Earlier this week I took my good pal Liam Mills (a very talented graphic artist) along to a preview screening of Scream 4. He’s one of a select cut of horror cinephiles who specialise in knowledge of the Scream franchise. He can tell you which characters died, when and by who for each of the movies.
It’s fair to say that Liam appreciated the invite more than most people would. So much so, in fact, that he pledged to draw a picture of me and him watching the movie, with Ghostface hovering over us, to commemorate the occasion. So here it is: there’s me on the left (notice the knife is poised directly above my head — thanks mate) and Liam on the right.
And now, here’s my review….
The tag team of director Wes Craven and screenwriter Kevin Williamson reunite to return the Scream franchise to cinemas 15 years after it sliced open the slasher genre and stuffed it full of smug self-referential postmodernism.
There’s no denying the innovation or impact of the 1996 original, which introduced stalked heroine Sidney Prescott (Neve Campbell) and “Ghostface” – the eerie gaunt white mask and black hood her attempted killer (who carves up her friends and family but inevitably fails to mince her) wears in each installment.
Ten years have passed since the last butchering. Now the author of a self-help book, Sidney’s last stop on the book tour is her hometown, Woodsboro. There she reconnects with what remains of the gang – Dewey (David Arquette), who is now Sheriff and even dumber than he used to be, and his feisty wife Gale (Courtney Cox). Another of her acquaintances returns too: ol’ Ghostface him/herself, this time, of course, with a different person behind the mask.
Victims get diced like sashimi while those still with a pulse observe how the world has changed since the last movie: namely the rise of remakes and torture porn and the advance of Web 2.0.
Scream pandered to the idea that modern audiences were intellectually superior to the cut-and-thrust of old skool slasher pics but not enough to second-guess the surprises along the way, particularly the unraveling of the killer at game’s end.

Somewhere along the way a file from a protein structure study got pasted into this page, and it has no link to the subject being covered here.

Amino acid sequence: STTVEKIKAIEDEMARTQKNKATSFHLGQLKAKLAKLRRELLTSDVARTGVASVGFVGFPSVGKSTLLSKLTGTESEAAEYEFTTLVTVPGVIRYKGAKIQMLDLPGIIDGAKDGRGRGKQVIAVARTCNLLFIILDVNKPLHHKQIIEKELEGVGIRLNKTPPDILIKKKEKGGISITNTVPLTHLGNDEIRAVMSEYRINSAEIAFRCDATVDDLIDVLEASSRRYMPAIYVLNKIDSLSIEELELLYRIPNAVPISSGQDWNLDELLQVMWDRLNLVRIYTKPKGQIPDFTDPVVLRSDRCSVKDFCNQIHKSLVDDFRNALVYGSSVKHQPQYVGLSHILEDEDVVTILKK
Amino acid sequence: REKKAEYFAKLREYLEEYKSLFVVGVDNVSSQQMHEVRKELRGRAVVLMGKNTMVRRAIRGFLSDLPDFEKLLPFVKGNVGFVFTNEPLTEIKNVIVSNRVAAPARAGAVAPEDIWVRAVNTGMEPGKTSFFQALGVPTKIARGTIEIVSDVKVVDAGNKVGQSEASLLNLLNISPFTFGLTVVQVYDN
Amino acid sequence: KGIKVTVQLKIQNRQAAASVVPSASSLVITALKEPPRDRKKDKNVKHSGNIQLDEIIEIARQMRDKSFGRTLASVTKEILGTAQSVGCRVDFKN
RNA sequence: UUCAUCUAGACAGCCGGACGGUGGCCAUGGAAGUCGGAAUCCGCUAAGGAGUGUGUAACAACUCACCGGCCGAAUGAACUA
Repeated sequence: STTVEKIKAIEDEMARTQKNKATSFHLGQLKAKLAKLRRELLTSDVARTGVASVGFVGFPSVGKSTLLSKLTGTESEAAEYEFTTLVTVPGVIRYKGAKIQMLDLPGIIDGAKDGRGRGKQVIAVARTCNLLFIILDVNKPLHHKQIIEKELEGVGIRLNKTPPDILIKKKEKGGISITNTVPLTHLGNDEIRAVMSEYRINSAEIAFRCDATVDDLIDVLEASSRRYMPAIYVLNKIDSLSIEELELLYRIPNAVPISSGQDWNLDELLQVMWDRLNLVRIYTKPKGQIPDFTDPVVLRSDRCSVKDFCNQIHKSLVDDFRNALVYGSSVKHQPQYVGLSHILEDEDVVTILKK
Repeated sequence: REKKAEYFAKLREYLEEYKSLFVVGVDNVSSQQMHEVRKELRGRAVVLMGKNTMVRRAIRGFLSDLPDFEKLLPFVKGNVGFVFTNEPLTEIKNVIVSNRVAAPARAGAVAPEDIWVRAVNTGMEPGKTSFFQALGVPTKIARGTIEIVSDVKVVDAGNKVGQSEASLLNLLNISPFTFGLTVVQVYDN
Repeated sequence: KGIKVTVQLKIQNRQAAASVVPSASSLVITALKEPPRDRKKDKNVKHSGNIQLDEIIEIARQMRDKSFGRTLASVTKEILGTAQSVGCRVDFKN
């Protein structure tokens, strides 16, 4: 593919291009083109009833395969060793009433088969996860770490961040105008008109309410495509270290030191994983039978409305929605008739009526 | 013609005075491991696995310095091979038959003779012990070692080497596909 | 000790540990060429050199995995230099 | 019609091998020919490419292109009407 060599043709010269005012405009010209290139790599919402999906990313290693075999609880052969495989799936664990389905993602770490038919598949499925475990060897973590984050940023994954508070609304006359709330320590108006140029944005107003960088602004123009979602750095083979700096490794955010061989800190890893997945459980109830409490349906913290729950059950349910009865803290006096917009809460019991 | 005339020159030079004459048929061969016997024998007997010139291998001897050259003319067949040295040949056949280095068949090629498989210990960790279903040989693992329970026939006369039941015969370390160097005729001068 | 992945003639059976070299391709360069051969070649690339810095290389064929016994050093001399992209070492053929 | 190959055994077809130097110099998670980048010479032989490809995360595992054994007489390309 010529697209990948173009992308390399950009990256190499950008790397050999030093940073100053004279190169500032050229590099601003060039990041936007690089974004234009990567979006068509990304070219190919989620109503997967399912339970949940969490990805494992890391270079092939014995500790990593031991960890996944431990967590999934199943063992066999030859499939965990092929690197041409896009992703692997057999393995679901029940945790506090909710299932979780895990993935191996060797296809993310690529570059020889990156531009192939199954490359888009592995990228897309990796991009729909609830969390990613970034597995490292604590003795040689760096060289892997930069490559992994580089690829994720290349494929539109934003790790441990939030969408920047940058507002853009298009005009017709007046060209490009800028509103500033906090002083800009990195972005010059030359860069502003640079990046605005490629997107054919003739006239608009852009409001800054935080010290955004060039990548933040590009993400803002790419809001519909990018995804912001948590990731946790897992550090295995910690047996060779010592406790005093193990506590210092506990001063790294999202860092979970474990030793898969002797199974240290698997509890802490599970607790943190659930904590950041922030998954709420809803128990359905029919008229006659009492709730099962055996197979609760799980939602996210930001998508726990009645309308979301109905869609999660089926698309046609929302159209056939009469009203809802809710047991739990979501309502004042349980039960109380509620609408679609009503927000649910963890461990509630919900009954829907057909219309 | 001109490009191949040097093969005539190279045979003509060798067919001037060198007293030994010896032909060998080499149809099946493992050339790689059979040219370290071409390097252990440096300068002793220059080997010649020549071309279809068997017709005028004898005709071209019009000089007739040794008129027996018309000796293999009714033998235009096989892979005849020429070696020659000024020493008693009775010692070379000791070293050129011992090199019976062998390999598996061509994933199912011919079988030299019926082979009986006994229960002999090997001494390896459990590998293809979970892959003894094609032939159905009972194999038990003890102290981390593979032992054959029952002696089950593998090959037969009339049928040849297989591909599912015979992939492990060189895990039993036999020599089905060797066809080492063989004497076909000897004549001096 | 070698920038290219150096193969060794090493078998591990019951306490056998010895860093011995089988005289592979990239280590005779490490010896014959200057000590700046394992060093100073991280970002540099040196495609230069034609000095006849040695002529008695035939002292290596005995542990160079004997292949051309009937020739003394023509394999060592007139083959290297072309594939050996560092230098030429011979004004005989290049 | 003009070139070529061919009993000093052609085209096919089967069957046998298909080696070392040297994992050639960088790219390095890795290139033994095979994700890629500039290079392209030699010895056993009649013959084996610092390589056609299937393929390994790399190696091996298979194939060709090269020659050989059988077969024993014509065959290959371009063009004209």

Scream 2 (1997) provided the perfect stomping grounds to make a sequel about making a sequel, the “rules of sequels” (i.e. the body count is always bigger; the death scenes much more elaborate) articulated by geeky film student characters who, like the audience, act like they’ve seen it all before but are ultimately caught off guard. By Scream 3 (2000) the gimmick had stretched to near breaking point, and, exacerbated by Williamson’s absence, it showed.
If the challenge for Scream 2 was to draw attention to drawing attention to conventions, the challenge for Scream 4 (let us ignore the third installment) was to add “drawing attention” one more time to the string — an exercise that always ran the risk of melting into a puddle of Craven and Williamson’s vanity.
With over a decade between drinks, the two staunchly contemp spooksters now have the bonus of time, which brings with it the capability of observing how the genre has changed since they changed it. The commentary is surprisingly light given the plethora of horror movie remakes in recent years, but then again, is there all that much to say about remakes?
Scream 4’s tireless self and inter-textual referencing will wear some viewers down, but the plot structure propping up this wink-athon is adventurous enough to satisfy while working within the ya-know-what-ya-gonna-get confines of the slasher genre. The opening 10 minutes is fabulously manipulative stuff, and the ending is a beast that takes an awful long time to die. Both bookends are chocked to the gills with fake-outs and screwy plot devices.
Scream 4 isn’t the sizzling cauldron of intellect Craven and Williamson might think it is, but their determination to satirise audience expectations while simultaneously gratifying and surpassing them more or less works. It’s an uneven experiment that periodically succumbs to the foibles it illuminates, but nevertheless serves up a wild rush for audiences keen to play the “try and second guess me game” and don’t mind paying for the rush of surprise with the cost of genuine suspense.
Scream 4’s Australian theatrical release date: April 14, 2011.